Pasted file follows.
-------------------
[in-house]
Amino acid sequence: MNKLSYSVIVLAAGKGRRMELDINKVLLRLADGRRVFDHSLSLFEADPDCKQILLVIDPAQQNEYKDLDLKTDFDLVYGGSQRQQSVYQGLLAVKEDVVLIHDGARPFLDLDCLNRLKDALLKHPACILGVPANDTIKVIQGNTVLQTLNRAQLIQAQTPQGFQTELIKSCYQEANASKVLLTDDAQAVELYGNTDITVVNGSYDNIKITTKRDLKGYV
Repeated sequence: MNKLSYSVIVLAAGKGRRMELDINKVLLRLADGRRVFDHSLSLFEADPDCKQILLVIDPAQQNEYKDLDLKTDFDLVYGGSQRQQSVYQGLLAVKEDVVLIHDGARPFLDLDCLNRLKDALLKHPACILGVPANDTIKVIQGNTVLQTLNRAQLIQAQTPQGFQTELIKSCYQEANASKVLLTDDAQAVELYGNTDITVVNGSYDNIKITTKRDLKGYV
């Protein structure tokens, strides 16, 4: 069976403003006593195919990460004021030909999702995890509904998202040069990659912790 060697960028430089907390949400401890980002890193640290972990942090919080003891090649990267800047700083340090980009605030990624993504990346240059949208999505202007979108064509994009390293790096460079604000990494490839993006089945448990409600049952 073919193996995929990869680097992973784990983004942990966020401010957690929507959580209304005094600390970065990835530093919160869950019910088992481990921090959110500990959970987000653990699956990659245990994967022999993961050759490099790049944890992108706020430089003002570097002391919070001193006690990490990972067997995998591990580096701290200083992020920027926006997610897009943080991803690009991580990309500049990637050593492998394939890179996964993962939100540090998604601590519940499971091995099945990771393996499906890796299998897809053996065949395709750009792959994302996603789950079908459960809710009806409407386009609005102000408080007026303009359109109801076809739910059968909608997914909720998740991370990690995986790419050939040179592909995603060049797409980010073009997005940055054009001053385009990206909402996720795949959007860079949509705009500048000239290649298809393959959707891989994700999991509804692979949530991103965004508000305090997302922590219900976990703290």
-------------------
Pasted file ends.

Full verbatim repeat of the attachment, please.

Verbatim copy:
[in-house]
Amino acid sequence: MNKLSYSVIVLAAGKGRRMELDINKVLLRLADGRRVFDHSLSLFEADPDCKQILLVIDPAQQNEYKDLDLKTDFDLVYGGSQRQQSVYQGLLAVKEDVVLIHDGARPFLDLDCLNRLKDALLKHPACILGVPANDTIKVIQGNTVLQTLNRAQLIQAQTPQGFQTELIKSCYQEANASKVLLTDDAQAVELYGNTDITVVNGSYDNIKITTKRDLKGYV
Repeated sequence: MNKLSYSVIVLAAGKGRRMELDINKVLLRLADGRRVFDHSLSLFEADPDCKQILLVIDPAQQNEYKDLDLKTDFDLVYGGSQRQQSVYQGLLAVKEDVVLIHDGARPFLDLDCLNRLKDALLKHPACILGVPANDTIKVIQGNTVLQTLNRAQLIQAQTPQGFQTELIKSCYQEANASKVLLTDDAQAVELYGNTDITVVNGSYDNIKITTKRDLKGYV
């Protein structure tokens, strides 16, 4: 069976403003006593195919990460004021030909999702995890509904998202040069990659912790 060697960028430089907390949400401890980002890193640290972990942090919080003891090649990267800047700083340090980009605030990624993504990346240059949208999505202007979108064509994009390293790096460079604000990494490839993006089945448990409600049952 073919193996995929990869680097992973784990983004942990966020401010957690929507959580209304005094600390970065990835530093919160869950019910088992481990921090959110500990959970987000653990699956990659245990994967022999993961050759490099790049944890992108706020430089003002570097002391919070001193006690990490990972067997995998591990580096701290200083992020920027926006997610897009943080991803690009991580990309500049990637050593492998394939890179996964993962939100540090998604601590519940499971091995099945990771393996499906890796299998897809053996065949395709750009792959994302996603789950079908459960809710009806409407386009609005102000408080007026303009359109109801076809739910059968909608997914909720998740991370990690995986790419050939040179592909995603060049797409980010073009997005940055054009001053385009990206909402996720795949959007860079949509705009500048000239290649298809393959959707891989994700999991509804692979949530991103965004508000305090997302922590219900976990703290």